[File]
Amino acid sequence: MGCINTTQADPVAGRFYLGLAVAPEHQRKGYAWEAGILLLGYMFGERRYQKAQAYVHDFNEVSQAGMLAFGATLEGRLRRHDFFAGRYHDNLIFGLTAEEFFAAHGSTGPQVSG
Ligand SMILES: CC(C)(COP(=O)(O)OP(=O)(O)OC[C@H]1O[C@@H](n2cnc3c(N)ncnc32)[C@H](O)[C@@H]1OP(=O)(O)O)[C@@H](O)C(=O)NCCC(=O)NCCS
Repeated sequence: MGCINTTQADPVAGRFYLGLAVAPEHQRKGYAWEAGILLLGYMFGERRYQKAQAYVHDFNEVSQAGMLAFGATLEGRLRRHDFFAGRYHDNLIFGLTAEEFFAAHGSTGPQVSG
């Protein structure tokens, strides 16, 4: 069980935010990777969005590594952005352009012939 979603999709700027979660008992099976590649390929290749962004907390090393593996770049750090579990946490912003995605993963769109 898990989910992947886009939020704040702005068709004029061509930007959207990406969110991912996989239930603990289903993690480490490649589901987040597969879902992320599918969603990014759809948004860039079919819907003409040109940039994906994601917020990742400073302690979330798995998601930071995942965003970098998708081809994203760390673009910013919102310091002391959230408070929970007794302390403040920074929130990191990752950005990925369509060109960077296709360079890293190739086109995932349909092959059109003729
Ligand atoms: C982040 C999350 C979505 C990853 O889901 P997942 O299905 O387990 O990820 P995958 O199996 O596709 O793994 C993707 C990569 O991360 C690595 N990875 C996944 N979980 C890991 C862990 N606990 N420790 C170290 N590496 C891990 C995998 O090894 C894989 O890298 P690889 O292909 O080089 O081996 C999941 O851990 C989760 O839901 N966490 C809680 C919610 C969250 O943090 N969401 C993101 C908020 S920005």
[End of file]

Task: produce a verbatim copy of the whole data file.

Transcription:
Amino acid sequence: MGCINTTQADPVAGRFYLGLAVAPEHQRKGYAWEAGILLLGYMFGERRYQKAQAYVHDFNEVSQAGMLAFGATLEGRLRRHDFFAGRYHDNLIFGLTAEEFFAAHGSTGPQVSG
Ligand SMILES: CC(C)(COP(=O)(O)OP(=O)(O)OC[C@H]1O[C@@H](n2cnc3c(N)ncnc32)[C@H](O)[C@@H]1OP(=O)(O)O)[C@@H](O)C(=O)NCCC(=O)NCCS
Repeated sequence: MGCINTTQADPVAGRFYLGLAVAPEHQRKGYAWEAGILLLGYMFGERRYQKAQAYVHDFNEVSQAGMLAFGATLEGRLRRHDFFAGRYHDNLIFGLTAEEFFAAHGSTGPQVSG
């Protein structure tokens, strides 16, 4: 069980935010990777969005590594952005352009012939 979603999709700027979660008992099976590649390929290749962004907390090393593996770049750090579990946490912003995605993963769109 898990989910992947886009939020704040702005068709004029061509930007959207990406969110991912996989239930603990289903993690480490490649589901987040597969879902992320599918969603990014759809948004860039079919819907003409040109940039994906994601917020990742400073302690979330798995998601930071995942965003970098998708081809994203760390673009910013919102310091002391959230408070929970007794302390403040920074929130990191990752950005990925369509060109960077296709360079890293190739086109995932349909092959059109003729
Ligand atoms: C982040 C999350 C979505 C990853 O889901 P997942 O299905 O387990 O990820 P995958 O199996 O596709 O793994 C993707 C990569 O991360 C690595 N990875 C996944 N979980 C890991 C862990 N606990 N420790 C170290 N590496 C891990 C995998 O090894 C894989 O890298 P690889 O292909 O080089 O081996 C999941 O851990 C989760 O839901 N966490 C809680 C919610 C969250 O943090 N969401 C993101 C908020 S920005």